Future of Collective Bargaining and Atypical Work in the Media, Arts and Entertainment Sector

This blog is an initiative of the trade union federations in the Media, Arts and Entertainment sector, who are the European social partners representing workers in the sector across Europe and beyond. It is a sector where “atypical workers” are a significant part of the picture in the labour market. Production and project-based working, as well as the wide range and diversity of workers involved in a given project, mean that multiple, short-term contracts and a variety of employment statuses are a common aspect of working in the sector. The concept of “atypical workers” includes workers who are not hired in a conventional way with a labour law contract, but under civil or commercial law, as well as those working on short-term and part-time contractual arrangements, whether an employment or service-provision contract. Depending on the national context, this includes different types of workers, such as self-employed own-account workers (without employees), workers hired under authors’ contracts, etc. These workers remain a vital part of the workforce in the sector and are highly flexible and highly skilled. Yet too often they remain vulnerable and inadequately covered by the protections offered to workers by labour law and conditions negotiated collectively. For trade unions they are a core, but sometimes hard to reach, group.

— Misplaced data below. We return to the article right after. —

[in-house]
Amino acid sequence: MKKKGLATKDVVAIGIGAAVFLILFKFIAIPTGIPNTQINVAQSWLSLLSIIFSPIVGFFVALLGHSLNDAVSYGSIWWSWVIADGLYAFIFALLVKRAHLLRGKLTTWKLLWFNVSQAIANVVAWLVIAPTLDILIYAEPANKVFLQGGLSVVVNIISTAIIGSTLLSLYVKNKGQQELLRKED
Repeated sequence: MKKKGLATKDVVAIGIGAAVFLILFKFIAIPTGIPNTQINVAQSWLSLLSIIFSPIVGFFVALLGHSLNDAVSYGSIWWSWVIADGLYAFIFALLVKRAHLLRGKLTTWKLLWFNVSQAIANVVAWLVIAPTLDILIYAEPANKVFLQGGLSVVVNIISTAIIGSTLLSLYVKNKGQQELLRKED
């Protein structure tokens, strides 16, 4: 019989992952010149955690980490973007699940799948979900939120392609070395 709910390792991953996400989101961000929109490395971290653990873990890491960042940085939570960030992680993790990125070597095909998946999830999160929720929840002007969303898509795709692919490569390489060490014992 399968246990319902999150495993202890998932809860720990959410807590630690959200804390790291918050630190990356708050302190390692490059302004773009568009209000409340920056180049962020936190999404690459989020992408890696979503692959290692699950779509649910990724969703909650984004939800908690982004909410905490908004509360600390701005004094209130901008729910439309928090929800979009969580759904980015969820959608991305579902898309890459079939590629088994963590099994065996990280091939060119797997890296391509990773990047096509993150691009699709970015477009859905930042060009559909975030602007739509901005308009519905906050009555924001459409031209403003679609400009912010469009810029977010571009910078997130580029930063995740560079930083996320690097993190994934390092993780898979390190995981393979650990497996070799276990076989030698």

The Dutch Touch:  Re-Examining the Recent Collective Bargaining Agreement for Freelance Musicians

April 17, 2023 -

Breaking news at the time of writing from across the channel brings a dire message to the sector from orchestral colleagues in the United Kingdom: the BBC announced a far-reaching  plan to slash the salaries of its fully employed orchestral musicians by 20% and will cut the distinguished choral group, the BBC Singers entirely.

The Screen Industry Workers Act in New Zealand

April 2, 2023 -

In October 2022 the New Zealand parliament passed the Screen Industry Workers Act which paves the way for collective bargaining for contractors working in the New Zealand screen industry.  The law provides a framework to, firstly, negotiate a collective contract that will set the minimum wages and working conditions for occupational groups working on screen production in the country and then, subsequently, the ability to negotiate additional ‘second tier’ collective agreements with individual enterprises or productions.

Collective bargaining for self-employed workers in the UK and the new EC Guidelines

November 3, 2022 -

Art. 101 TFEU remains embedded in UK law even after BREXIT. Like many other States the domestic legislation mirrors precisely the text of Art. 101. However, unlike some other EU countries, by and large competition law has not been used to suppress collective bargaining by the self-employed in the UK, though it has occasionally been threatened in some industries. 

European Union This project and publication have received the support of the European Union. The publication reflects the views of the authors only and the European Commission cannot be held responsible for any use of the information contained therein.